A degree of π-bonding has been proposed to explain the short B Cl distance although there is some debate as to its extent. [3] It does not dimerize, although NMR studies of mixtures of boron trihalides shows the presence of mixed halides. The absence of dimerisation contrasts with the tendencies of AlCl3 and GaCl3, which form dimers or polymers with 4 or 6 coordinate metal centres.

Reactions

BCl3 hydrolyzes readily to give hydrochloric acid and boric acid:

BCl3 + 3 H2O → B(OH)3 + 3 HCl

Alcohols behave analogously giving the borate esters, e.g. trimethyl borate.

Ammonia forms a Lewis adduct with boron trichloride. NH3-BCl3-adduct-bond-lengthening-2D.png
Ammonia forms a Lewis adduct with boron trichloride.

As a strong Lewis acid, BCl3 forms adducts with tertiary amines, phosphines, ethers, thioethers, and halide ions. [4] Adduct formation is often accompanied by an increase in B-Cl bond length. BCl3•S(CH3)2 (CAS# 5523-19-3) is often employed as a conveniently handled source of BCl3 because this solid (m.p. 88-90 °C) releases BCl3:

(CH3)2S·BCl3 ⇌ (CH3)2S + BCl3

The mixed aryl and alkyl boron chlorides are also of known. Phenylboron dichloride is commercially available. Such species can be prepared by the redistribution reaction of BCl3 with organotin reagents:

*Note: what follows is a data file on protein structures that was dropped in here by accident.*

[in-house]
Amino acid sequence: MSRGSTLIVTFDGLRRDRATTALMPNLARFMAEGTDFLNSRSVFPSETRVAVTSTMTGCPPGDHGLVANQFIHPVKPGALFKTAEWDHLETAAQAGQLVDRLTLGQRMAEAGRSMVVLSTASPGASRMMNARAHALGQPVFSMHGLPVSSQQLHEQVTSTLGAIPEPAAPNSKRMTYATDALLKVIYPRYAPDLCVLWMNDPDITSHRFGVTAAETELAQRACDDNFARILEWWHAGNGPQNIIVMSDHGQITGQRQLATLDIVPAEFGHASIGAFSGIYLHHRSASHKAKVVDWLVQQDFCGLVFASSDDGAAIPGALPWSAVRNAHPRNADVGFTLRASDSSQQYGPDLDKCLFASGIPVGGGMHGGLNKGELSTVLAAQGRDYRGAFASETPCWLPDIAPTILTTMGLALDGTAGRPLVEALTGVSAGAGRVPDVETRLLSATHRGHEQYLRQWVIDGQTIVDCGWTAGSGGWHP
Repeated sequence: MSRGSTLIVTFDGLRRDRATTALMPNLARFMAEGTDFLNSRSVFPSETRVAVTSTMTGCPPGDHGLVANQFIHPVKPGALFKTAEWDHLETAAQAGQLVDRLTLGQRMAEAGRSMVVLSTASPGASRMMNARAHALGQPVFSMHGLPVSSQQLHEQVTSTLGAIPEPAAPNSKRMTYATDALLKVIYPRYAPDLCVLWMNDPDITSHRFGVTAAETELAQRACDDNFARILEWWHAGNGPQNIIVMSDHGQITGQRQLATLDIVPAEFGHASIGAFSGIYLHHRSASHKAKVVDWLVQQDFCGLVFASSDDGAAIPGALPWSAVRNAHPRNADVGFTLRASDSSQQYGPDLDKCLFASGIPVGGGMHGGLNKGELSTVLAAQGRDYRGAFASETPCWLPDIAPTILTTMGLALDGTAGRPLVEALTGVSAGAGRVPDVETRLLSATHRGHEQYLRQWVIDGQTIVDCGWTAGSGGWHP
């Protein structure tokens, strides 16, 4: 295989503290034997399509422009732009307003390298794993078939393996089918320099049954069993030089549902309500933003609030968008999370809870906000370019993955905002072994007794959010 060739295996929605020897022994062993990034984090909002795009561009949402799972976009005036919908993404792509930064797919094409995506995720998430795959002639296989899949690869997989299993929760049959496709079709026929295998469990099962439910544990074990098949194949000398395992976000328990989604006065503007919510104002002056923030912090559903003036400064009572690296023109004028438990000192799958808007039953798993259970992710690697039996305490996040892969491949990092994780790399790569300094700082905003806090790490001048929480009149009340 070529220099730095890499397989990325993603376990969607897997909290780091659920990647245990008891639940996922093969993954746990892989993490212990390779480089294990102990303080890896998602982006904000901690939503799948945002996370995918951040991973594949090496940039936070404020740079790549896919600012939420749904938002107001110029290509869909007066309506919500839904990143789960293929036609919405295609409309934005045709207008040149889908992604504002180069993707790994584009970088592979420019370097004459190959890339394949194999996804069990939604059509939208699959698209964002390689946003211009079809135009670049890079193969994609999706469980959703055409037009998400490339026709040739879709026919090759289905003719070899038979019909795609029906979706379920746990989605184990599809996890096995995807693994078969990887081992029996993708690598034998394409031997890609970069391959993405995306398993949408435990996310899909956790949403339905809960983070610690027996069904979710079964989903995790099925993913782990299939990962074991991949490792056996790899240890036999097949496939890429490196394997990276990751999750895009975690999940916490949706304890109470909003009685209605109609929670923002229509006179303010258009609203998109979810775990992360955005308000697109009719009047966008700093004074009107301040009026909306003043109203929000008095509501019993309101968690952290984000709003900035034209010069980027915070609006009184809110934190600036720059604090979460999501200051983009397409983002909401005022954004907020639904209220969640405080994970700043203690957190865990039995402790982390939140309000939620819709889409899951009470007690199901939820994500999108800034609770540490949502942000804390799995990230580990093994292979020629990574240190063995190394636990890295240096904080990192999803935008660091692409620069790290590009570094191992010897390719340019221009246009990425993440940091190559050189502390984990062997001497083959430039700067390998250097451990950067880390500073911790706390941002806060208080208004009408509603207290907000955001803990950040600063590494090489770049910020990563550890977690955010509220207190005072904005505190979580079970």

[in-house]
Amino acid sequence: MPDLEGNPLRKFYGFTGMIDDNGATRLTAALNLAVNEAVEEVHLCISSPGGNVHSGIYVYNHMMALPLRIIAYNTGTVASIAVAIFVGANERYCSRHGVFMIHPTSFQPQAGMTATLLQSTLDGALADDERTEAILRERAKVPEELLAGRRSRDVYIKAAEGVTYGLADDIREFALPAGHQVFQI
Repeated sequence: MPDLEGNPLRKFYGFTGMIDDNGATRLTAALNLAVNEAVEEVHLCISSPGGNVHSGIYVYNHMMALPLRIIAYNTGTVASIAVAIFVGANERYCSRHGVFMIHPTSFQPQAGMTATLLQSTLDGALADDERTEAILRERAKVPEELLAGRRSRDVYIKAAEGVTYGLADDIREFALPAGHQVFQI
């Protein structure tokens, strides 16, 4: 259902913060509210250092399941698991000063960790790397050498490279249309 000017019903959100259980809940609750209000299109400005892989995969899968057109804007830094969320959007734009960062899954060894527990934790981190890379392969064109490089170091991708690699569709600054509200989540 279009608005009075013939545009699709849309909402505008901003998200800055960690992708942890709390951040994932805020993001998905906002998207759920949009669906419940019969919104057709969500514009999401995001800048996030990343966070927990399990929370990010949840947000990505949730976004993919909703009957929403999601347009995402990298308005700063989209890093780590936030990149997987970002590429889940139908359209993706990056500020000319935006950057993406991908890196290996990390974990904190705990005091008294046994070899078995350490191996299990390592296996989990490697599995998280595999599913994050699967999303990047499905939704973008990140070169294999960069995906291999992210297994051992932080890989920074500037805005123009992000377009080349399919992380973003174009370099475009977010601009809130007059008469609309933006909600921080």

2 BCl3 + R4Sn → 2 RBCl2 + R2SnCl2

Reduction

Reduction of BCl3 to elemental boron is conducted commercially In the laboratory, when boron trichloride can be converted to diboron tetrachloride by heating with copper metal: [5]

2 BCl3 + 2 Cu → B2Cl4 + 2 CuCl

B4Cl4 can also be prepared in this way. Colourless diboron tetrachloride (m.p. -93 °C) is a planar molecule in the solid, (similar to dinitrogen tetroxide, but in the gas phase the structure is staggered. [3] It decomposes at room temperatures to give a series of monochlorides having the general formula (BCl)n, in which n may be 8, 9, 10, or 11. The compounds with formulas B8Cl8 and B9Cl9 are known to contain closed cages of boron atoms.

Uses

Boron trichloride is a starting material for the production of elemental boron. It is also used in the refining of aluminium, magnesium, zinc, and copper alloys to remove nitrides, carbides, and oxides from molten metal. It has been used as a soldering flux for alloys of aluminium, iron, zinc, tungsten, and monel. Aluminum castings can be improved by treating the melt with boron trichloride vapors. In the manufacture of electrical resistors, a uniform and lasting adhesive carbon film can be put over a ceramic base using BCl3. It has been used in the field of high energy fuels and rocket propellants as a source of boron to raise BTU value. BCl3 is also used in plasma etching in semiconductor manufacturing. This gas etches metal oxides by formation of a volatile BOClx compounds.